Cardinal Pell’s petition to overturn his conviction for sexual abuse will be heard in the High Court of Australia March 11-12.
The Cardinal’s first appeal was dismissed in a two to one decision last August. If the upcoming appeal fails, the Cardinal has no other appeals left and will have to serve at least the remaining minimum of his sentence, which would keep him behind bars for another three years and eight months.
Cardinal Pell’s conviction created controversy around the world. Many Catholics feel that the charges and resulting trial and conviction were motivated by opposition to Cardinal Pell’s support of traditional Catholic teachings on matters such as marriage and abortion.
I don’t have an opinion about whether or not Cardinal Pell is guilty. However, he got a hung jury in his first trial and was not allowed to cross examine witnesses in the second trial.
To my American eyes, this is flawed procedure. The right to confront and cross examine your accusers is evidently not a central point of Australian jurisprudence. But I grew up in a country where this right is a basic part of our primary government document, the Constitution.
I don’t honestly think that a trial in which the accusers’ testimony from a previous trial is all that is allowed, with no requirement that they testify or undergo cross examination, is a valid trial.As I said, I don’t know and have no interest in commenting on Cardinal Pell’s guilt or innocence. But I do think he deserves another trial in which the accusers testify and are cross examined by his attorneys.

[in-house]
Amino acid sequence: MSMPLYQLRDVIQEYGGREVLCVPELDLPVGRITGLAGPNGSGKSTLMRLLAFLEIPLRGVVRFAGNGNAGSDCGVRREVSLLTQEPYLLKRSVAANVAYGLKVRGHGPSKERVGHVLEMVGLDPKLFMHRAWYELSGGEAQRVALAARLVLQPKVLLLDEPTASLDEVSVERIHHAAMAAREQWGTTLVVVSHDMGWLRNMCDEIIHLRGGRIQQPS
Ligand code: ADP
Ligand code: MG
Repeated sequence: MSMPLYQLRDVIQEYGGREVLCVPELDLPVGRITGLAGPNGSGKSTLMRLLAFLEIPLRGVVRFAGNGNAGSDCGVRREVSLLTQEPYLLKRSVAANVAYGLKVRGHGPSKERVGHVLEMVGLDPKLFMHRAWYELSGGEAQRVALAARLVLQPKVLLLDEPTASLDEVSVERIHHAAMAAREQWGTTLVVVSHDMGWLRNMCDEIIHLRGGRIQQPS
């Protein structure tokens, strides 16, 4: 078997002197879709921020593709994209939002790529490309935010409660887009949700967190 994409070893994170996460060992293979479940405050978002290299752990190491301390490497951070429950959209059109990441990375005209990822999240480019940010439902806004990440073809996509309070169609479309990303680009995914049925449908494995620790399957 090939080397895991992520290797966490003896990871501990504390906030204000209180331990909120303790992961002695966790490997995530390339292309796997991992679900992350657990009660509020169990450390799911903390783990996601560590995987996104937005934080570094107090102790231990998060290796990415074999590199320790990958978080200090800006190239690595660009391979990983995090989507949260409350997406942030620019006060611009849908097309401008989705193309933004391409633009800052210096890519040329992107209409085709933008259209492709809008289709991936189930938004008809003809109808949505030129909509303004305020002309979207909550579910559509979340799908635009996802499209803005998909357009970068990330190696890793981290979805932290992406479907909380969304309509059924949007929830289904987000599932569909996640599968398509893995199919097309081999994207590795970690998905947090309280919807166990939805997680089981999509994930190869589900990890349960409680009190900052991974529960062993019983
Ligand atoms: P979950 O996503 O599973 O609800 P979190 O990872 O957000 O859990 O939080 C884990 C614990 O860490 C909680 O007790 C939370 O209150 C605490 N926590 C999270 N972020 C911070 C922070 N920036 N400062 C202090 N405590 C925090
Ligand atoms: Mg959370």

From the National Catholic Reporter:
Yangon, Myanmar — Cardinal George Pell will have his last chance to have his conviction for sexually abusing two 13-year old choirboys overturned when his lawyers plead his case to the High Court of Australia March 11-12.
But the full bench of Australia’s highest court — either five or all seven justices — will take several months, at least, to determine the fate of the former senior adviser to Pope Francis.
In the meantime, Australia’s most senior Catholic will remain, as he has been since his March 2019 sentencing, in virtual solitary confinement in a provincial prison.
If the High Court fails to overturn the verdict of a 12-person jury that found him guilty of four counts of sexual assault and one count of child rape, Pell, 78, will spend at least 32 more months in prison.
That’s the remainder of his minimum three years and eight months, of a six-year sentence, handed down by Chief Justice Peter Kidd of the Victorian Supreme Court, who described Pell’s offenses as “a brazen and forcible sexual attack on the victims.”